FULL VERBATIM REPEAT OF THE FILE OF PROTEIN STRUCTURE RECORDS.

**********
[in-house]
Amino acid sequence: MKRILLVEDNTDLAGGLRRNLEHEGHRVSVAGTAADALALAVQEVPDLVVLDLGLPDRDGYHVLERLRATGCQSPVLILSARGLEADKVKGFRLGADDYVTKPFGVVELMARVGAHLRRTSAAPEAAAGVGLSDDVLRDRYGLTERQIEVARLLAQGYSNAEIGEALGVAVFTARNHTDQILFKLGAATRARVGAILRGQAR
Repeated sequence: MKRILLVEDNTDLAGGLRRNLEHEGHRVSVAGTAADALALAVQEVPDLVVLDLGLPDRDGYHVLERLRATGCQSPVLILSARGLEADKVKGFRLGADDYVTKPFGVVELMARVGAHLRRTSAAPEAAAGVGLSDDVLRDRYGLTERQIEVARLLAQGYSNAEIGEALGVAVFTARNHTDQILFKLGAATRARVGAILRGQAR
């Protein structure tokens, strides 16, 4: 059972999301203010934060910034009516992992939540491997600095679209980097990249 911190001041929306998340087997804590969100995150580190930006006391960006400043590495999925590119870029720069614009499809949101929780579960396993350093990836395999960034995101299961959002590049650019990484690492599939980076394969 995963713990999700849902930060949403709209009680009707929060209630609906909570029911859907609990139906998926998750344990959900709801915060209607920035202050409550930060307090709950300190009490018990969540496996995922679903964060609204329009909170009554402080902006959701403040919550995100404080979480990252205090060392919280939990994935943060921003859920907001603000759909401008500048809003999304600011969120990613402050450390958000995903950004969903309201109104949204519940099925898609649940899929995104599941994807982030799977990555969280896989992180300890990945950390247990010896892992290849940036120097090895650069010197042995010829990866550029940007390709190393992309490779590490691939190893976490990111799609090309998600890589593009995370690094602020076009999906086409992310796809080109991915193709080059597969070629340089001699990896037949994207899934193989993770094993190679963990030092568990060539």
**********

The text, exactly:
[in-house]
Amino acid sequence: MKRILLVEDNTDLAGGLRRNLEHEGHRVSVAGTAADALALAVQEVPDLVVLDLGLPDRDGYHVLERLRATGCQSPVLILSARGLEADKVKGFRLGADDYVTKPFGVVELMARVGAHLRRTSAAPEAAAGVGLSDDVLRDRYGLTERQIEVARLLAQGYSNAEIGEALGVAVFTARNHTDQILFKLGAATRARVGAILRGQAR
Repeated sequence: MKRILLVEDNTDLAGGLRRNLEHEGHRVSVAGTAADALALAVQEVPDLVVLDLGLPDRDGYHVLERLRATGCQSPVLILSARGLEADKVKGFRLGADDYVTKPFGVVELMARVGAHLRRTSAAPEAAAGVGLSDDVLRDRYGLTERQIEVARLLAQGYSNAEIGEALGVAVFTARNHTDQILFKLGAATRARVGAILRGQAR
């Protein structure tokens, strides 16, 4: 059972999301203010934060910034009516992992939540491997600095679209980097990249 911190001041929306998340087997804590969100995150580190930006006391960006400043590495999925590119870029720069614009499809949101929780579960396993350093990836395999960034995101299961959002590049650019990484690492599939980076394969 995963713990999700849902930060949403709209009680009707929060209630609906909570029911859907609990139906998926998750344990959900709801915060209607920035202050409550930060307090709950300190009490018990969540496996995922679903964060609204329009909170009554402080902006959701403040919550995100404080979480990252205090060392919280939990994935943060921003859920907001603000759909401008500048809003999304600011969120990613402050450390958000995903950004969903309201109104949204519940099925898609649940899929995104599941994807982030799977990555969280896989992180300890990945950390247990010896892992290849940036120097090895650069010197042995010829990866550029940007390709190393992309490779590490691939190893976490990111799609090309998600890589593009995370690094602020076009999906086409992310796809080109991915193709080059597969070629340089001699990896037949994207899934193989993770094993190679963990030092568990060539």